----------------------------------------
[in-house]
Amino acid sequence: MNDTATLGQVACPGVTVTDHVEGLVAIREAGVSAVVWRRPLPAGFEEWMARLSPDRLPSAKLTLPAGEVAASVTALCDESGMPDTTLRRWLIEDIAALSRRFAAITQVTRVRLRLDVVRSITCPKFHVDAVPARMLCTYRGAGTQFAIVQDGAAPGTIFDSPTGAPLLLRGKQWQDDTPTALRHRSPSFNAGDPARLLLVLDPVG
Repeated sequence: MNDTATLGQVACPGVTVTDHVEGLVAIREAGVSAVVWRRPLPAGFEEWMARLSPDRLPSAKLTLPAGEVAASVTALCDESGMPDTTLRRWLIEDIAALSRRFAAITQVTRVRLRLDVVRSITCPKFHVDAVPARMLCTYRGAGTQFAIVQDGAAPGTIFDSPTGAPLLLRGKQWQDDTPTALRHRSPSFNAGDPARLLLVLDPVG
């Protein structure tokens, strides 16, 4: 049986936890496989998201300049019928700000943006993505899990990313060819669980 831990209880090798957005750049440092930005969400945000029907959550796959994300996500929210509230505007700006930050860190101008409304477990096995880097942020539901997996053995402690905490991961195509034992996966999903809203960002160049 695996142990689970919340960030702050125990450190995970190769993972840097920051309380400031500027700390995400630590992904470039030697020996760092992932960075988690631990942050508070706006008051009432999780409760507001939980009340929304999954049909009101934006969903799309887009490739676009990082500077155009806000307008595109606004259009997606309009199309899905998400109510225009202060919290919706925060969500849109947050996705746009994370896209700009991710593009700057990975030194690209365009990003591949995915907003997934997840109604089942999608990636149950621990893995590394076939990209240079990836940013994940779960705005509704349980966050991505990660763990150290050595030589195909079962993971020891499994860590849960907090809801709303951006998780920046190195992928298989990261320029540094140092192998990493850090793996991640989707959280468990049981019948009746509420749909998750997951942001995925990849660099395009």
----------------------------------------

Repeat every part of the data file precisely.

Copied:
[in-house]
Amino acid sequence: MNDTATLGQVACPGVTVTDHVEGLVAIREAGVSAVVWRRPLPAGFEEWMARLSPDRLPSAKLTLPAGEVAASVTALCDESGMPDTTLRRWLIEDIAALSRRFAAITQVTRVRLRLDVVRSITCPKFHVDAVPARMLCTYRGAGTQFAIVQDGAAPGTIFDSPTGAPLLLRGKQWQDDTPTALRHRSPSFNAGDPARLLLVLDPVG
Repeated sequence: MNDTATLGQVACPGVTVTDHVEGLVAIREAGVSAVVWRRPLPAGFEEWMARLSPDRLPSAKLTLPAGEVAASVTALCDESGMPDTTLRRWLIEDIAALSRRFAAITQVTRVRLRLDVVRSITCPKFHVDAVPARMLCTYRGAGTQFAIVQDGAAPGTIFDSPTGAPLLLRGKQWQDDTPTALRHRSPSFNAGDPARLLLVLDPVG
């Protein structure tokens, strides 16, 4: 049986936890496989998201300049019928700000943006993505899990990313060819669980 831990209880090798957005750049440092930005969400945000029907959550796959994300996500929210509230505007700006930050860190101008409304477990096995880097942020539901997996053995402690905490991961195509034992996966999903809203960002160049 695996142990689970919340960030702050125990450190995970190769993972840097920051309380400031500027700390995400630590992904470039030697020996760092992932960075988690631990942050508070706006008051009432999780409760507001939980009340929304999954049909009101934006969903799309887009490739676009990082500077155009806000307008595109606004259009997606309009199309899905998400109510225009202060919290919706925060969500849109947050996705746009994370896209700009991710593009700057990975030194690209365009990003591949995915907003997934997840109604089942999608990636149950621990893995590394076939990209240079990836940013994940779960705005509704349980966050991505990660763990150290050595030589195909079962993971020891499994860590849960907090809801709303951006998780920046190195992928298989990261320029540094140092192998990493850090793996991640989707959280468990049981019948009746509420749909998750997951942001995925990849660099395009």